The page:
“The trustees appeared to be either insufficiently aware of the seriousness of the shortcomings in the charity’s safeguarding governance that they should have known about and acted on, alternatively, where they were sighted on problems, they did not adequately or fully address them in the pace or way expected. The trustees’ failure to take appropriate prompt action with regards to safeguarding exposed the charity, beneficiaries and others coming into contact with the charity to undue risk. This impacted on public trust in the charity and its leadership and the reputation of the charity and charity more generally,” the commission said.
“The charity’s culture fell short of the culture and environment expected of a charity of this nature. Whilst safeguarding was not ignored, it was not sufficiently prioritized by the trustees in terms of their oversight of the practice and procedures and their seeking assurance that these were fit for purpose. Safeguarding risks were not adequately managed. The trustees did not ensure that the robust oversight and priority that safeguarding should be given was made a reality or ensure that the standards the public would expect a charity of this nature to adhere to given its work and activities were met,” the report continues.
In its conclusions, the Charity Commission ordered the Archdiocese of Birmingham to take several steps to improve its safeguarding standards, including: The full implementation of a new safeguarding management system; changes to the organizational structure and management and reporting arrangements relating to safeguarding; cultural changes involving the improvement of the delivery of safeguarding training, support to parishes, leadership and its responses to future allegations and incidents; and improving systems and procedures relating to official criminal background checks.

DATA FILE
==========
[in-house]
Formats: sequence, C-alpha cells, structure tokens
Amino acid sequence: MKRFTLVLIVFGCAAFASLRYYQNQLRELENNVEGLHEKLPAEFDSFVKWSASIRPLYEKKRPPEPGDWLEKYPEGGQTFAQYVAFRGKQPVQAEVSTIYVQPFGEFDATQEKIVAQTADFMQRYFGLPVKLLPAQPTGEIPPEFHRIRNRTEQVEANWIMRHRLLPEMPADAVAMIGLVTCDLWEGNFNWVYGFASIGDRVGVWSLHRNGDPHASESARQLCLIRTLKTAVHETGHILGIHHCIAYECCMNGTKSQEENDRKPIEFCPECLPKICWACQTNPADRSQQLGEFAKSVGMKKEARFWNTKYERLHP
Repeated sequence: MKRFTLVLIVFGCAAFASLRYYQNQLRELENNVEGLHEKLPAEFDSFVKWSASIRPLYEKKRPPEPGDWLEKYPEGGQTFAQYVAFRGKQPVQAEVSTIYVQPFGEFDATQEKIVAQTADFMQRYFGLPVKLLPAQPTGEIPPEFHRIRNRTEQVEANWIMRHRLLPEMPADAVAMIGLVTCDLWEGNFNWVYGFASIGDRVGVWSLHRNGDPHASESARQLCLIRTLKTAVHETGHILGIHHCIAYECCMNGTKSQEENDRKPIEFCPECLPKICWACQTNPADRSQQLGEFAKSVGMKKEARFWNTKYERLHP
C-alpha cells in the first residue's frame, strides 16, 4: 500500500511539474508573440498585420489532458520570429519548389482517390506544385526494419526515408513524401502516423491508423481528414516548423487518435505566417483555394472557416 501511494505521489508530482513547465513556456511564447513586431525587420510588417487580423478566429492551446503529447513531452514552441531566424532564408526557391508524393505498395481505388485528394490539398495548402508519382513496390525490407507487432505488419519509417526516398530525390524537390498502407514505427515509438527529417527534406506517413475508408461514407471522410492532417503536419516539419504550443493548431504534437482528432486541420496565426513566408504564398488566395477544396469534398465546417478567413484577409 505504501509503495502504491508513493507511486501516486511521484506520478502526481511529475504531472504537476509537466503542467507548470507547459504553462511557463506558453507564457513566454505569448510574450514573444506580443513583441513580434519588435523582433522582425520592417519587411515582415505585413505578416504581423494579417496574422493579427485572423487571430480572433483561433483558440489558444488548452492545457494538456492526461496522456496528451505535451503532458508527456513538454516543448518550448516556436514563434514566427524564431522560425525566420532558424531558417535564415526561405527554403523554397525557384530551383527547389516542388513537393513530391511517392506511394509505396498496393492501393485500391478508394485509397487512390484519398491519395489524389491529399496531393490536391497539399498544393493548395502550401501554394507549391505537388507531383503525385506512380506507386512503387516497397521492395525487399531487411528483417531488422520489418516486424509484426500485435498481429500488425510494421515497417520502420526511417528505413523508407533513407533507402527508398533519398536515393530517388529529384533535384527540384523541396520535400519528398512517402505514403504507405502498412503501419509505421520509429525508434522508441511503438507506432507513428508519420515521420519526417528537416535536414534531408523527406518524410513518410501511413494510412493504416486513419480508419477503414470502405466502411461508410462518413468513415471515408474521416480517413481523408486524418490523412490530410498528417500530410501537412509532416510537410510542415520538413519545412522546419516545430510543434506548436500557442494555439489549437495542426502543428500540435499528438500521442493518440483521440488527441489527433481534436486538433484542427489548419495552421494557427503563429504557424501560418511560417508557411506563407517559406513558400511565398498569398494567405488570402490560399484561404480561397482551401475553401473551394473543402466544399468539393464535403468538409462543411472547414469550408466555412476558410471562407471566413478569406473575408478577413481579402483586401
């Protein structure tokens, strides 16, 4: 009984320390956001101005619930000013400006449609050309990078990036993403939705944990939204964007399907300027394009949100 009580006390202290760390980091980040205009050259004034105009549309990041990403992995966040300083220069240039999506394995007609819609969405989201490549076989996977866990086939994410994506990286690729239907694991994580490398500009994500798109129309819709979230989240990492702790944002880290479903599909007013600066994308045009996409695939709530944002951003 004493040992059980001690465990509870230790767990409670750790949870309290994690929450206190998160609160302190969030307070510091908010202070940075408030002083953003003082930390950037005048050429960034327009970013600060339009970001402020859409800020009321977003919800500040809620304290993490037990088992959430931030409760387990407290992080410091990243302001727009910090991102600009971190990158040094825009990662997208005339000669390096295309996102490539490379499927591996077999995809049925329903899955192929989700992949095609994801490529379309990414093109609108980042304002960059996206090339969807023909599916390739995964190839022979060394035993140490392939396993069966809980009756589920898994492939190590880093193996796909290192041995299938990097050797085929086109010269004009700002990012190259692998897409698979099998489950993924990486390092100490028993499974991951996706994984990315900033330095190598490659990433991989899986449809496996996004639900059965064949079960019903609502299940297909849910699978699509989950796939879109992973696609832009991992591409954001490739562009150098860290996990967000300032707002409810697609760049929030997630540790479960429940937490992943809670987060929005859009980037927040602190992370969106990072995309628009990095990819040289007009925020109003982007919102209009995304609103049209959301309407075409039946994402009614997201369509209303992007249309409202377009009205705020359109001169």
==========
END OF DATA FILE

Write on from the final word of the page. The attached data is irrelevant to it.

In a statement released in response to the Charity Commission report, the archdiocese said it “is committed to continual improvement of its safeguarding practices,” adding that protecting children and vulnerable adults from harm “remains an absolute priority.”
“Following the publication of the IICSA report earlier this year, we publicly acknowledged that we had failed victims and survivors of abuse. We recognize apologies need to be backed up by action and the Archdiocese is committed to learning from the mistakes of the past and is reviewing its practices and processes to ensure that victims and survivors of abuse receive a compassionate and caring response,” the statement continued.
The archdiocese noted it now has more safeguarding staff, trustees with safeguarding experience, better management and recording systems, a contract to provide external quality assurance and professional supervision of safeguarding staff, and better staff vetting.
“But we remain committed to the ongoing improvement of safeguarding across the Archdiocese and will review and consider the Commission’s findings alongside the IICSA report issued earlier this summer,” the statement concluded.
Follow Charles Collins on Twitter: @CharlesinRome